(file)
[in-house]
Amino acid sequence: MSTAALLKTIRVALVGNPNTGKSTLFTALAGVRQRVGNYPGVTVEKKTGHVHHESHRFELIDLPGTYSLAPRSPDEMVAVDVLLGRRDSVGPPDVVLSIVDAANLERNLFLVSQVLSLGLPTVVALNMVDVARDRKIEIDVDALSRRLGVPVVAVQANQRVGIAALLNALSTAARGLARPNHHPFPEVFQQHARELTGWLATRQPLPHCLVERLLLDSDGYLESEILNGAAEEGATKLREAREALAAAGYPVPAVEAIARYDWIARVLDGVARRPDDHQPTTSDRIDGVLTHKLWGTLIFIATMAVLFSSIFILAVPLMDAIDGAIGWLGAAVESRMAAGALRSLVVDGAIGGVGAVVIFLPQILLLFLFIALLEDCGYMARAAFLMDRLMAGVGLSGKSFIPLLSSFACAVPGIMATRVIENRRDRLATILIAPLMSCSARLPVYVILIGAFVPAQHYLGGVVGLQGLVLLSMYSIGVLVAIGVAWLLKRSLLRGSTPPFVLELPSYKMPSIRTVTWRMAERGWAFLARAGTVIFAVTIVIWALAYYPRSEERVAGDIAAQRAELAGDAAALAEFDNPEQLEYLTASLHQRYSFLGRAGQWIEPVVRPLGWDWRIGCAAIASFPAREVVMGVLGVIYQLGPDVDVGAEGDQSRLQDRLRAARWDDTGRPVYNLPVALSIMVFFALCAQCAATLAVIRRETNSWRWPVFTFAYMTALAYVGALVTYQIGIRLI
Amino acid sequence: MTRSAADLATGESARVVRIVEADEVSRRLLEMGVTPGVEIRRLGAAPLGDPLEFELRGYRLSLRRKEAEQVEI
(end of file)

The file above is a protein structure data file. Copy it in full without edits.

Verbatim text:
[in-house]
Amino acid sequence: MSTAALLKTIRVALVGNPNTGKSTLFTALAGVRQRVGNYPGVTVEKKTGHVHHESHRFELIDLPGTYSLAPRSPDEMVAVDVLLGRRDSVGPPDVVLSIVDAANLERNLFLVSQVLSLGLPTVVALNMVDVARDRKIEIDVDALSRRLGVPVVAVQANQRVGIAALLNALSTAARGLARPNHHPFPEVFQQHARELTGWLATRQPLPHCLVERLLLDSDGYLESEILNGAAEEGATKLREAREALAAAGYPVPAVEAIARYDWIARVLDGVARRPDDHQPTTSDRIDGVLTHKLWGTLIFIATMAVLFSSIFILAVPLMDAIDGAIGWLGAAVESRMAAGALRSLVVDGAIGGVGAVVIFLPQILLLFLFIALLEDCGYMARAAFLMDRLMAGVGLSGKSFIPLLSSFACAVPGIMATRVIENRRDRLATILIAPLMSCSARLPVYVILIGAFVPAQHYLGGVVGLQGLVLLSMYSIGVLVAIGVAWLLKRSLLRGSTPPFVLELPSYKMPSIRTVTWRMAERGWAFLARAGTVIFAVTIVIWALAYYPRSEERVAGDIAAQRAELAGDAAALAEFDNPEQLEYLTASLHQRYSFLGRAGQWIEPVVRPLGWDWRIGCAAIASFPAREVVMGVLGVIYQLGPDVDVGAEGDQSRLQDRLRAARWDDTGRPVYNLPVALSIMVFFALCAQCAATLAVIRRETNSWRWPVFTFAYMTALAYVGALVTYQIGIRLI
Amino acid sequence: MTRSAADLATGESARVVRIVEADEVSRRLLEMGVTPGVEIRRLGAAPLGDPLEFELRGYRLSLRRKEAEQVEI